Brian knows this record.

Here you go. Lovely song (another new one on me). And some heart-warming posts. Wink

https://www.youtube.com/watch?v=_qyry6tT0QU

Thanks for posting the link.
The 12 string on Primrose Lane is "The Animal," the guitar Phil Spector used on Then He Kissed Me.
Another interesting thing: The little descending harmonic event Brian uses in the bridge of When I Grow Up To Be A Man (at about 1:00) feels related to the bridge in Primrose Lane where Jerry sings,"and I want to walk with you..." and the "oooohs" descend underneath.
And, then, there's the harpsichord. Wink
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aeijtzsche
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« Reply #34 on: December 18, 2019, 11:16:51 AM »

It really was such a fertile time for arrangement and orchestration, before the “rock band” line-up sidelined more creative arranging to more niche genres.

Brian was very much a part of that, despite his origins in a rock band.

Did Red ever play on a BW production?  He was a fine bassist but never seems to have shed to record for The Beach Boys. Was probably just too far down the list. 
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SBonilla
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« Reply #35 on: December 18, 2019, 11:31:17 AM »

It really was such a fertile time for arrangement and orchestration, before the “rock band” line-up sidelined more creative arranging to more niche genres.

Brian was very much a part of that, despite his origins in a rock band.

Did Red ever play on a BW production?  He was a fine bassist but never seems to have shed to record for The Beach Boys. Was probably just too far down the list. 
Red Callender did record Murry Wilson's  tune TABOR-INN (aka Tabarin) for Hollywood Records. It was released in '51. It's a post war small combo Rhythm 'n' Blues ballad.
https://www.youtube.com/watch?v=G8gCnl5eSME
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SaltyMarshmallow
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« Reply #36 on: December 18, 2019, 01:17:56 PM »

Since we're talking session musicians, don't know if anyone's mentioned but percussionist Emil Richards died recently. He played cimbalom on one of the Good Vibrations sessions: https://www.hollywoodreporter.com/news/emil-richards-dead-legendary-percussionist-la-session-player-was-87-1263412
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aeijtzsche
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« Reply #37 on: December 18, 2019, 05:24:42 PM »

Since we're talking session musicians, don't know if anyone's mentioned but percussionist Emil Richards died recently. He played cimbalom on one of the Good Vibrations sessions: https://www.hollywoodreporter.com/news/emil-richards-dead-legendary-percussionist-la-session-player-was-87-1263412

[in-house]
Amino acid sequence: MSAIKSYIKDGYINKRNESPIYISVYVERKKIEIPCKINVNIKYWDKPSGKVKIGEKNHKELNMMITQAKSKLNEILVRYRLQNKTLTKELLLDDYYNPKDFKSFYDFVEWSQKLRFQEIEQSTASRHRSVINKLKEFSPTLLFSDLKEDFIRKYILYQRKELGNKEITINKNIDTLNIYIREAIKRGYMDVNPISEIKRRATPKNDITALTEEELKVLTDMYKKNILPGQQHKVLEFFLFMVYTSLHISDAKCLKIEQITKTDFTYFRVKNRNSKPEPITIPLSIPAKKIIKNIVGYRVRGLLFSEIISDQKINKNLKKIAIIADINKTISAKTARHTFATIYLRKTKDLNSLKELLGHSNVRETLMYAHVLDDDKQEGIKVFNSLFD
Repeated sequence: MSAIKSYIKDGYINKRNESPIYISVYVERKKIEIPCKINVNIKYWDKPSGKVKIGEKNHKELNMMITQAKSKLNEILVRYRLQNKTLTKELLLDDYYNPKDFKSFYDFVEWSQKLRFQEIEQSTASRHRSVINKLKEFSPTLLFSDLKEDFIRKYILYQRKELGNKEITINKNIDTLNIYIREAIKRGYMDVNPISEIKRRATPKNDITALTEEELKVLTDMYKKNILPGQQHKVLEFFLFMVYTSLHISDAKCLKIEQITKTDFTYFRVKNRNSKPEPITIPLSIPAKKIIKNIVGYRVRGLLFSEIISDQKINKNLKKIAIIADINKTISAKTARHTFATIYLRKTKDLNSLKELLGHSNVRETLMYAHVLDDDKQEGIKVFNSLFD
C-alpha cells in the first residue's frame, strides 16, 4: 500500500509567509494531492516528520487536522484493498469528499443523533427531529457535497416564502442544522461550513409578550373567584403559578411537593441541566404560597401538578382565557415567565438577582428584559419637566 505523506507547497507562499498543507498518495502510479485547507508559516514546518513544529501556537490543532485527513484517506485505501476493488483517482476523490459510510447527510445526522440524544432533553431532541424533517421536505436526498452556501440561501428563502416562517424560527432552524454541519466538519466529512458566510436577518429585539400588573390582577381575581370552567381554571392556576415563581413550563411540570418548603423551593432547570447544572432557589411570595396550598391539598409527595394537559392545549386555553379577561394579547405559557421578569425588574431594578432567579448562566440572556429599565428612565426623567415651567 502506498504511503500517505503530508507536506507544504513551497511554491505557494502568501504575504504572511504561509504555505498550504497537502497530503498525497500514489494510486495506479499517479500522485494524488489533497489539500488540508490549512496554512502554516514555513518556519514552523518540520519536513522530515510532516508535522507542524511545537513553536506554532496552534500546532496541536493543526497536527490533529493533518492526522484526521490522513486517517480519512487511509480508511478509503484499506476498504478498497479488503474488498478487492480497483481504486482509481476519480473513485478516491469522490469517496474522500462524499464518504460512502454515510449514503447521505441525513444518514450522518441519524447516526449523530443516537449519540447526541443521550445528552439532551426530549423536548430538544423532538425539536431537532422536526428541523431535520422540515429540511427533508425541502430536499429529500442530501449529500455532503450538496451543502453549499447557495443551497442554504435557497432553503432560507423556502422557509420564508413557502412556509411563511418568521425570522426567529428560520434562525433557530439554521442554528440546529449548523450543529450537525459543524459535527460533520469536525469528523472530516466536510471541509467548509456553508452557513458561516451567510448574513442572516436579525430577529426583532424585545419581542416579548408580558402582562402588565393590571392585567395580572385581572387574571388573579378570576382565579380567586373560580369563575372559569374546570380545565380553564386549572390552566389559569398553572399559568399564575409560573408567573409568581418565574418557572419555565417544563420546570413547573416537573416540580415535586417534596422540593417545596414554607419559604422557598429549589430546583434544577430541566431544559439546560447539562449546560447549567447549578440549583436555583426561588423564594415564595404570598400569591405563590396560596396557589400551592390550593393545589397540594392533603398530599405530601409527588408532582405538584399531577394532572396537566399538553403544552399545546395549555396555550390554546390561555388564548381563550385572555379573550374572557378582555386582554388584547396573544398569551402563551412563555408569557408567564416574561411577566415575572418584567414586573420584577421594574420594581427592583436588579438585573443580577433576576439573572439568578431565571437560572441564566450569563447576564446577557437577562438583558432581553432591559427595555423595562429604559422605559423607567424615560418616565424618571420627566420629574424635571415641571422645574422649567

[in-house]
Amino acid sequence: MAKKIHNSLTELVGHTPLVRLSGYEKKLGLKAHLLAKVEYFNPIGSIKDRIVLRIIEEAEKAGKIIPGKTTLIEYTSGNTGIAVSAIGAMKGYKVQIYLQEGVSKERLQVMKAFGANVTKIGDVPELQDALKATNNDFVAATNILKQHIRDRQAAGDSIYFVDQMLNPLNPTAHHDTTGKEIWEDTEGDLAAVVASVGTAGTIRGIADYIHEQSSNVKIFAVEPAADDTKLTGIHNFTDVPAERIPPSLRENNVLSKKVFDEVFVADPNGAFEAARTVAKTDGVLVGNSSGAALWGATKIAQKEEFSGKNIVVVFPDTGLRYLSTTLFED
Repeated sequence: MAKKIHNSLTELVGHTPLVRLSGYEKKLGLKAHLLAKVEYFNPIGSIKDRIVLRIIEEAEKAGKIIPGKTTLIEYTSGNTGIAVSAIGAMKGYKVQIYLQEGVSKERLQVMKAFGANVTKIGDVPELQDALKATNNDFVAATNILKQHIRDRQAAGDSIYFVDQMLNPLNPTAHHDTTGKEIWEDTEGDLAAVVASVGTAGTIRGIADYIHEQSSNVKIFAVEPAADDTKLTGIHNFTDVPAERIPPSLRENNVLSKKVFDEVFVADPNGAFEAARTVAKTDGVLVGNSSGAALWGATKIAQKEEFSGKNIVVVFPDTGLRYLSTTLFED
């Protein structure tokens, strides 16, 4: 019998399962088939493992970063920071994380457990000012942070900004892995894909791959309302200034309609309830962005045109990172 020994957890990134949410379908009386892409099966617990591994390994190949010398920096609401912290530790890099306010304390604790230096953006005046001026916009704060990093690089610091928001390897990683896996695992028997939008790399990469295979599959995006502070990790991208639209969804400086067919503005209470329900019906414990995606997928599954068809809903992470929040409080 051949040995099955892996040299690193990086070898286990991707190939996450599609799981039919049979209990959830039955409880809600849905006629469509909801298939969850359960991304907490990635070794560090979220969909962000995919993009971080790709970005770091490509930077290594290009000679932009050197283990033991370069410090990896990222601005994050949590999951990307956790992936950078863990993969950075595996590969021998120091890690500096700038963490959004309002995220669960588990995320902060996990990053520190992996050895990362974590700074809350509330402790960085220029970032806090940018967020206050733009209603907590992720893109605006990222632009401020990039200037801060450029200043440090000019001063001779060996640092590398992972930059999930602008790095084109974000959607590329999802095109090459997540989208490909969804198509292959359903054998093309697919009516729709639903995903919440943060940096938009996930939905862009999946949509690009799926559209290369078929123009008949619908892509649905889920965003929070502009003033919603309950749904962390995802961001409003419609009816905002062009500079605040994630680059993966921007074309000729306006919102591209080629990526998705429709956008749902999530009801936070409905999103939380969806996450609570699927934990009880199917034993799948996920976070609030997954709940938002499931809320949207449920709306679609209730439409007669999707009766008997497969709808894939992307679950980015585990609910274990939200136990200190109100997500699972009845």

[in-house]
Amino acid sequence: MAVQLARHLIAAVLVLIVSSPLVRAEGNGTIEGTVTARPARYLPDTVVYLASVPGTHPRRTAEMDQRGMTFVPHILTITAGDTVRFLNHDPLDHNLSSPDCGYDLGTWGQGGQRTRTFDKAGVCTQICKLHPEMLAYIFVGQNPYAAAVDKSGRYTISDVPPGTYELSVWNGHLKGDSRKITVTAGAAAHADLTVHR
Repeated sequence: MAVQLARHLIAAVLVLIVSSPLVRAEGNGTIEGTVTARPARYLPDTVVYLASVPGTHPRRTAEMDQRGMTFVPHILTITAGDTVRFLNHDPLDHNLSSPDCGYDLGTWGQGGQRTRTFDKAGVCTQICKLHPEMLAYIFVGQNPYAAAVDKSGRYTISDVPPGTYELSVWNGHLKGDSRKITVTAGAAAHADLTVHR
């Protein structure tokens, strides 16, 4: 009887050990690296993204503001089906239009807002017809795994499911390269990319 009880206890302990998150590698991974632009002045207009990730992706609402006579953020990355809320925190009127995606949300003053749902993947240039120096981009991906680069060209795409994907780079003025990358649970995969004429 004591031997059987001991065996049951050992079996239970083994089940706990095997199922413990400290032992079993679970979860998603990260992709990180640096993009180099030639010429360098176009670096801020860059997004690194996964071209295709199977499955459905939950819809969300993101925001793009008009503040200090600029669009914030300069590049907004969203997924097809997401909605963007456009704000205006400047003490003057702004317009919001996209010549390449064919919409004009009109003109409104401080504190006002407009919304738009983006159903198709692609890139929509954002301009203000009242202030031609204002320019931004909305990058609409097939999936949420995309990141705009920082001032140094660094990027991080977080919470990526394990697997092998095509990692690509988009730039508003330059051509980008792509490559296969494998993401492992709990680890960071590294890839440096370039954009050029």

Yeah, another great session legend gone.  It's very sad.  I was reviewing some session credits the other day, as I do most days, and it hit me that everybody there other than Brian has died.  I wish I could have met some of them, because, as I said, I feel as though they are my friends.  And, of course, there's so much information they could pass along that Brian, whose recollections are frankly no more germane to the questions at hand than a random lemur's screams, simply cannot.
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aeijtzsche
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« Reply #38 on: December 18, 2019, 05:25:12 PM »

It really was such a fertile time for arrangement and orchestration, before the “rock band” line-up sidelined more creative arranging to more niche genres.

Brian was very much a part of that, despite his origins in a rock band.

Did Red ever play on a BW production?  He was a fine bassist but never seems to have shed to record for The Beach Boys. Was probably just too far down the list. 
Red Callender did record Murry Wilson's  tune TABOR-INN (aka Tabarin) for Hollywood Records. It was released in '51. It's a post war small combo Rhythm 'n' Blues ballad.
https://www.youtube.com/watch?v=G8gCnl5eSME


That is so cool.  What a strange small world it was out there.
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c-man
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« Reply #39 on: December 18, 2019, 10:59:09 PM »

Wow, lately I've really been getting into live recordings from George Harrison's late 1974 North American tour, for which Emil Richards was the percussionist. I've really been digging his chimes playing, for instance a neat solo on "For You Blue".
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JK
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« Reply #40 on: December 19, 2019, 02:39:38 AM »

And, of course, there's so much information they could pass along that Brian, whose recollections are frankly no more germane to the questions at hand than a random lemur's screams, simply cannot.

LOL

This has made my day. What a great shame it's true (thinking of a certain Q&A)...

Seriously though, it is most certainly sad to see another Brian collaborator go and realize that so much information has been lost to us this way.
« Last Edit: December 19, 2019, 04:23:52 AM by JK » Logged

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I'm Grass and You're a Power Mower: A Beach Boys Orchestration Web Series
SBonilla
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« Reply #41 on: December 19, 2019, 05:19:45 AM »

Since we're talking session musicians, don't know if anyone's mentioned but percussionist Emil Richards died recently. He played cimbalom on one of the Good Vibrations sessions: https://www.hollywoodreporter.com/news/emil-richards-dead-legendary-percussionist-la-session-player-was-87-1263412

I'm a fan. He did some way out stuff. Emil's  NEW SOUND ELEMENT "STONES" came out in '67.

Here's Garnet (January)from that album: https://www.youtube.com/watch?v=TcRbeKbsmxA
« Last Edit: December 19, 2019, 05:50:59 AM by SBonilla » Logged